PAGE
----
Federal Reserve

Fed Chair Powell: Business debt is rising but does not pose a threat to the system

Key Points
  • Corporate debt is around record levels but is not posing a larger threat to the financial system, Fed Chairman Jerome Powell said Monday.
  • Problems could occur if the economy weakens, though banks are in the position to handle any sudden problems.
  • Powell said the Fed "continues to assess the potential amplification of such stresses on borrowers" but called those risks "moderate" at this point.

Federal Reserve Chairman Jerome Powell said rising levels of corporate debt need watching but so far do not pose a threat to the financial system.

The central bank chief spoke Monday at the Financial Markets Conference in Amelia Island, Florida, on assessing risks to the financial system a decade after the end of the financial crisis that caused the economy to sink into its worst downturn since the Great Depression.

"Business debt does not present the kind of elevated risks to the stability of the financial system that would lead to broad harm to households and businesses should conditions deteriorate," Powell said in prepared remarks. "At the same time, the level of debt certainly could stress borrowers if the economy weakens."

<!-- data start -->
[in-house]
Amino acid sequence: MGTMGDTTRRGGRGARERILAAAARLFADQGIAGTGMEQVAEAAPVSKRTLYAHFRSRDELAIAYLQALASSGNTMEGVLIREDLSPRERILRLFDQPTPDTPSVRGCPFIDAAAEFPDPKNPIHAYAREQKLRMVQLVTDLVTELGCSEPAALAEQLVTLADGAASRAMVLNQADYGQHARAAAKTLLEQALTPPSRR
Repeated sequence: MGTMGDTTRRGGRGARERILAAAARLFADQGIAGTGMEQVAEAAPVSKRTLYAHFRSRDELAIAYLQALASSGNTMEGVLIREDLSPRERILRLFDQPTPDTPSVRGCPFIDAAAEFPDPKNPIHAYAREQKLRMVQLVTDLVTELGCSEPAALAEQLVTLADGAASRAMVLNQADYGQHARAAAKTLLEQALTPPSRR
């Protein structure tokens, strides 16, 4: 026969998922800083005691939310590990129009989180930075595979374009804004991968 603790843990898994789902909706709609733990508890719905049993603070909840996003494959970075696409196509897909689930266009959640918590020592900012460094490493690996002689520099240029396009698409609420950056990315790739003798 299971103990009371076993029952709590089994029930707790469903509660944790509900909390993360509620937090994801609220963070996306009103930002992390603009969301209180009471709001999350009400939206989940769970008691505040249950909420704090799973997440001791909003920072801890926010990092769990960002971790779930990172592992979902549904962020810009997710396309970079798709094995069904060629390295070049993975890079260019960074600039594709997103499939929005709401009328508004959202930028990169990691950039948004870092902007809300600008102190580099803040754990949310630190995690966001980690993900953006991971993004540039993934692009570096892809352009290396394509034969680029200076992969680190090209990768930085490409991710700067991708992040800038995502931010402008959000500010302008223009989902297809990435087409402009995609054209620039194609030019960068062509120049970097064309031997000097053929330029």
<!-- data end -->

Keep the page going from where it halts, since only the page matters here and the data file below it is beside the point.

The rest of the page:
The issue of corporate debt has surfaced as companies continue to use the low rates the Fed has provided to lever up their balance sheets.

Particular concern has been raised about companies whose bonds are rated close to junk and would have trouble rolling over that debt should rates continue to rise.

Powell said the Fed "continues to assess the potential amplification of such stresses on borrowers" but called those risks "moderate" at this point.

His speech focused solely on risks to the financial system and did not delve into monetary policy and the Fed's intentions regarding interest rates.

Instead, he discussed whether the run-up of debt could pose the type of danger to the system that the implosion of the subprime mortgage industry did back in 2008, when investment bank Lehman Brothers collapsed and set off a drought of liquidity that crippled Wall Street and the rest of the financial works.

At around $6.2 trillion, nonfinancial corporate debt is around record levels. Powell noted that individual businesses that have levered up do face risks of financial strain. But, he said, overall debt-to-GDP has risen at a rate consistent with other expansions and is not posing the threat of a bubble.

"Moreover, banks and other financial institutions have sizable loss-absorbing buffers," he said. "The growth in business debt does not rely on short-term funding, and overall funding risk in the financial system is moderate."

Debt is also well disbursed, he said. A low level of collateralized debt obligations, which are used to bundle corporate bonds for sale to investors, is held by the largest U.S. banks — with $90 billion of the roughly $700 billion outstanding.